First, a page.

Newcomers, oldsters and angst

Film: The Academy Awards

March 26, 2000|By Ann Hornaday | Ann Hornaday,sun film critic

In the course of what always seems like an endless Oscars ceremony, the Academy of Motion Picture Arts and Sciences has never seen fit to recognize or reward what most filmgoers remember from the preceding year: the Best Moment at the Movies. But this year, the Academy has at least nominated most of the films that provided those moments.

Who can forget Kevin Spacey's first toke in "American Beauty"? Or the opening strains of "Chan-Chan" in "Buena Vista Social Club"? Or Matthew Broderick's sly updating of Ferris Bueller in "Election"? Or John Malkovich's heroic self-deprecation in "Being John Malkovich"? Who can forget similar moments of transcendence and mirth in "The Straight Story," "Genghis Blues," "All About My Mother" and "Toy Story 2"?

Those are just my favorites, of course; other moviegoers have their own moments. Still, there were a bunch of them in 1999 and they have inspired me to buck tradition a little in this year's preparation for the Oscars. Since the field is so wide open, I've avoided predictions and proffered some suggestions (see accompanying Oscar ballot). And instead of speculation, here are some reflections inspired by this year's nominees:

The year of men and their identity crises -- "American Beauty," the year's finest film, featured a searingly funny performance by Kevin Spacey as a suburban father and husband who goes through a midlife catharsis only to rediscover his authentic self tragically late. The role of Lester Burnham was as emblematic of its era as Gary Cooper's "The Man in the Gray Flannel Suit"; Spacey's Burnham was the flawlessly callow foil for anxieties stoked by shifting gender politics, the emasculating nature of consumer culture, and the sexual diminuendo of baby boomer middle age.

"American Beauty" wasn't the only movie to explore the mutability of identity. "The Cider House Rules" was an evocative tale of a young man forging his way in a world of murky moral choices; even stylishly spooky "The Sixth Sense" had as its narrative center a man unable to come to grips with what he is.

Add the antic comedy "Being John Malkovich," Spike Jonze's kaleidoscopic joy ride through consciousness, sexuality and celebrity; "Election," Alexander Payne's wickedly bleak satire about a high school teacher hoist by his own ethical petard; and the fact that Oscar nominee Hilary Swank played a young woman trying to pass as a man, and you have an unusually compelling year in which questions of identity were explored with wit, style and smarts. (Fellow nominees "The Talented Mr. Ripley," "Fight Club," "The Matrix," "Magnolia" and even "Toy Story 2," which posed the question of whether a toy exists without its owner's love, also provided some engaging variations on the theme.)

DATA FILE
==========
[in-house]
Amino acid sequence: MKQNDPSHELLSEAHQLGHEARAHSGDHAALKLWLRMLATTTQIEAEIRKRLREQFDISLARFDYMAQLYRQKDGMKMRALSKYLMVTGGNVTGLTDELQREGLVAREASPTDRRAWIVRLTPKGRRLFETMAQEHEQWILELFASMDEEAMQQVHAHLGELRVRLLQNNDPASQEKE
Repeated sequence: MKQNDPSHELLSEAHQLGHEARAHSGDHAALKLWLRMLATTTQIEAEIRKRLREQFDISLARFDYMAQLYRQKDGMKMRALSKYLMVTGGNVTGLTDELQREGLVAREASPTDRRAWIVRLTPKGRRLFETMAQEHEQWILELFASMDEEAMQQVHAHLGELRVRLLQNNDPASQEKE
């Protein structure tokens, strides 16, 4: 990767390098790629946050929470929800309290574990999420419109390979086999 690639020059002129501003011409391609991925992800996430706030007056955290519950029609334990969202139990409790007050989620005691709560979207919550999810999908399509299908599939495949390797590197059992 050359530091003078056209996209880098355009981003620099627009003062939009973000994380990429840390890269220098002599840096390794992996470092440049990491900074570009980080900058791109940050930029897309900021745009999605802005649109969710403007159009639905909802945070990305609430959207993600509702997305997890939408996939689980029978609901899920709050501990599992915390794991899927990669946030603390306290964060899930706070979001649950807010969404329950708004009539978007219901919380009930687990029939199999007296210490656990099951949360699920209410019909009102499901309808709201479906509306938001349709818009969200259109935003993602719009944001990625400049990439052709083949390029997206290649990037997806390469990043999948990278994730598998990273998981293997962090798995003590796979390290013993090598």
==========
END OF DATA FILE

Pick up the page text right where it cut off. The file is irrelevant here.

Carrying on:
Newcomers carry the day -- Two of the year's best movies, "American Beauty" and "Being John Malkovich," were written by television writers making their feature debuts. They were also directed by two first-time feature directors: Sam Mendes, who started in theater, and Jonze, who earned fame as a music video director. Both proved to be incisive and zestful filmmakers. And don't forget Julie Taymor ("Titus") and the "Blair Witch" boys.

In the sophomore category, Payne fulfilled the promise of his first film, "Citizen Ruth," by turning in a smart, well-crafted comedy; and M. Night Shyamalan, whose first film, "Wide Awake," rendered most filmgoers just the opposite, proved his mettle with the graceful and assured "The Sixth Sense."

Promising rookies in front of the camera included the nominated Swank ("Boys Don't Cry") and Haley Joel Osment ("The Sixth Sense"). Wes Bentley ("American Beauty") and Kimberly Brown ("Tumbleweeds") weren't mentioned at Oscar nomination time, but deserve kudos for two of the more winning performances of the year.

But don't count the old-timers out -- Making a convincing case of age before beauty were veteran directors Lasse Hallstrom ("The Cider House Rules"), Michael Mann ("The Insider"), Woody Allen ("Sweet and Lowdown"), Norman Jewison ("The Hurricane") and Mike Leigh ("Topsy-Turvy"), novelist John Irving (nominated for his screenplay for "The Cider House Rules") and actors Richard Farnsworth ("The Straight Story") and Michael Caine ("The Cider House Rules"). Not to mention those beguiling stars of "Buena Vista Social Club," Wim Wenders' intoxicating documentary that proved there are second -- and third and fourth -- acts, at least in Cuban life.

The truth hurts, even when it's not the whole truth -- "The Hurricane," Norman Jewison's movie about prize-fighter Rubin "Hurricane" Carter, was thought by many to be a hot Oscar contender when it was first released. But then questions arose regarding the truth of events portrayed in the movie

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